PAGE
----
"My father was a banker," Abess said. "I grew up at the dinner table with tales of the depression and tales of what a banker meant to a community, about responsibility, handling other people's money. And that these are your neighbors, the people you live with, you see all the time and you have to protect their money."
Abess' father started a community bank in Miami Beach in 1946. Since then, City National has grown to include 18 branches and is one of the top-rated banks in the country.
"We're not there for a big profit, you know, we're not there for our egos," Abess said. "We're there to serve this community. We are there as a sacred trust for people, so we are very careful. We lend money to people we know. We lend for the right reasons. We don't make loans to do things that aren't good for community."
His community also includes his employees, many of whom have been with City National for decades.
"There's no better place to work," said Linda Naughton, who has worked at City National for 50 years. She started as a file clerk, rising to the position of managing senior vice president. "It's the only job I've ever had."
Over the years, Abess received numerous offers to buy the bank, but never believed any of the suitors would take care of his customers or his employees adequately. But, in November, when Abess was approached by Caja Madrid, a community-minded, privately held bank that he trusted, he sold a majority stake in City National, turning a good profit.
"I never ever once thought that this success was, you know, about me," said Abess, 60, who remains as chairman and CEO. "I know what it's about, it's about 400 wonderful, decent people. When I sold the bank, I didn't want the money so I gave $60 million of it to my employees. And I feel really good about it."
Using a formula of longevity plus merit, Abess distributed much of his profits to the bank's 399 employees, and 72 former ones. Although he gives bonuses every year to every employee, these checks were far bigger, totaling anywhere from tens of thousands of dollars to more than $100,000.
"Most everyone, including myself, blinked a few times when they opened up the voucher," said Virginia Dunn, a City National senior vice president and 41-year-long employee.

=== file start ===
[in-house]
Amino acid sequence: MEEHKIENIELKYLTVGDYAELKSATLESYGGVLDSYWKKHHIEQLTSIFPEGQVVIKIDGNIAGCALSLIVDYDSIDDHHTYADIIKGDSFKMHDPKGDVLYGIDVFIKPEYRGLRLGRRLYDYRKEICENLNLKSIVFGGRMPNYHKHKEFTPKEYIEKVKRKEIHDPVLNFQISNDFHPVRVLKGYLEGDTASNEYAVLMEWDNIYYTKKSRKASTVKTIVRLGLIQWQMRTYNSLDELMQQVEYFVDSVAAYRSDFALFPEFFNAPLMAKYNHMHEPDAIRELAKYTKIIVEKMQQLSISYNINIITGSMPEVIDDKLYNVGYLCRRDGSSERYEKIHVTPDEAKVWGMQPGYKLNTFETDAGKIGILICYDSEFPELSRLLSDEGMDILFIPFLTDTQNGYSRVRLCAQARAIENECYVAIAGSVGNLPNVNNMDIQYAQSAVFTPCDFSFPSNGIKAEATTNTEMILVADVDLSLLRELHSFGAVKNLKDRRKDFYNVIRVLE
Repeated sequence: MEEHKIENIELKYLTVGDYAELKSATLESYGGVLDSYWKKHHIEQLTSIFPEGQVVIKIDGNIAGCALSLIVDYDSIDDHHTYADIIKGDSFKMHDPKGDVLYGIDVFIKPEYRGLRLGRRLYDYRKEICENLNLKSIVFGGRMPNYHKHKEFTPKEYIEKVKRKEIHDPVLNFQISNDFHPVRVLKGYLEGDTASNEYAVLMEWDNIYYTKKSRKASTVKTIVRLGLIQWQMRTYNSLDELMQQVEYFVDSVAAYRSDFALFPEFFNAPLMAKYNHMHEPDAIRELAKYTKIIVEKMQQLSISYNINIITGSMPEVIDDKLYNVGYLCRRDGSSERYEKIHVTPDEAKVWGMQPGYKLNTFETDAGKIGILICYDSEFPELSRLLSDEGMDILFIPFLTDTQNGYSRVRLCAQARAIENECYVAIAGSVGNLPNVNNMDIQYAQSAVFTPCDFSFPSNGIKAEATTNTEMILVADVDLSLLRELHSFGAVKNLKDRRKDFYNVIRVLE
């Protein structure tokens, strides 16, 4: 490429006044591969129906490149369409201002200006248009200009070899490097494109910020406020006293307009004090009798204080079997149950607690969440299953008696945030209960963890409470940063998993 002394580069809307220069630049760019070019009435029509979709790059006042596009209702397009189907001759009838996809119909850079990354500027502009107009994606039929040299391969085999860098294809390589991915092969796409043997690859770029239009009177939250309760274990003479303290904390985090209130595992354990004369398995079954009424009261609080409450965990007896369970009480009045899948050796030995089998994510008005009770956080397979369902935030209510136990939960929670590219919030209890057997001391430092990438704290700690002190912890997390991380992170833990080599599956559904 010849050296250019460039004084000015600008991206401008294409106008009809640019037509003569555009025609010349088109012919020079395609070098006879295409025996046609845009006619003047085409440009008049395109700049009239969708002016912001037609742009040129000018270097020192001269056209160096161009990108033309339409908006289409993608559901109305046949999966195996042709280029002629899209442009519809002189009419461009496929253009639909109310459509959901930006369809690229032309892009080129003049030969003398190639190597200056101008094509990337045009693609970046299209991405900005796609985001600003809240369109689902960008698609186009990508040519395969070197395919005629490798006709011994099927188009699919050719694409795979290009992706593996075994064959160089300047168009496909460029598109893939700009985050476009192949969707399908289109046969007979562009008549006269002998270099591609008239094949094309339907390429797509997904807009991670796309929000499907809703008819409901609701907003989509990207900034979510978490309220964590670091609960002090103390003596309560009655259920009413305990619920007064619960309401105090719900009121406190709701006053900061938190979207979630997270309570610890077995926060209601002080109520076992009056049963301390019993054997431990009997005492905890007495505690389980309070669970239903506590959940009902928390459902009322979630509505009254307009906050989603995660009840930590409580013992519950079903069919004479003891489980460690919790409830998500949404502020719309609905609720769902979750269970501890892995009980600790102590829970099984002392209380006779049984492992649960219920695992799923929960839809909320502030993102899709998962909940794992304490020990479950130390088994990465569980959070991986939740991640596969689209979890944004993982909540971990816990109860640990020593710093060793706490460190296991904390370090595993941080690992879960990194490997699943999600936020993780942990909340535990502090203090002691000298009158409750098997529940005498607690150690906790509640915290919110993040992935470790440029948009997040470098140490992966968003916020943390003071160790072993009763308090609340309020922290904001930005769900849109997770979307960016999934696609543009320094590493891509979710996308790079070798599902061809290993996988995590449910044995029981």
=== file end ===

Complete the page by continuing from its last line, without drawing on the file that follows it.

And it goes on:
Abess, a long-time philanthropist, says he wanted to thank his employees for their dedication. They are the reason the bank has been so successful.
"I couldn't bring myself to go to work that day because I knew how emotional I'd be and I just didn't think I could do it," he said. "So I went a few days later and the joke was they were going to break my ribs I got so many hugs."
Although Abess meant for his gesture to go unnoticed, his generosity was impossible to ignore. Soon enough, he got a call from the White House.
"He said the president of the United States would like you to come up and be the guest of the first lady at his address," Abess recalled. "And I said, 'Oh, come on, you've got somebody better to call.' And he said, 'Nope, we've got you.'"
Abess, along with Geneva Lawson, a 51-year employee of the bank, watched President Obama's address to Congress Tuesday from the first lady's box. Obama applauded his generosity.
"I think about Leonard Abess, the bank president from Miami who reportedly cashed out of his company, took a $60 million bonus, and gave it out to all 399 people who worked for him, plus another 72 who used to work for him," Obama said in his speech.
"It was an amazing moment," Abess said. "I was humbled and amazed; it was really something. ... I just felt I was in the presence of a man who is going to point the way."
Abess' values, instilled at the family dinner table, have carried him, albeit reluctantly, into the national spotlight.
"I'm amazed by the attention that this has gotten," Abess confessed. "I'd prefer to live in a world where this is ordinary and didn't need to be mentioned to anybody."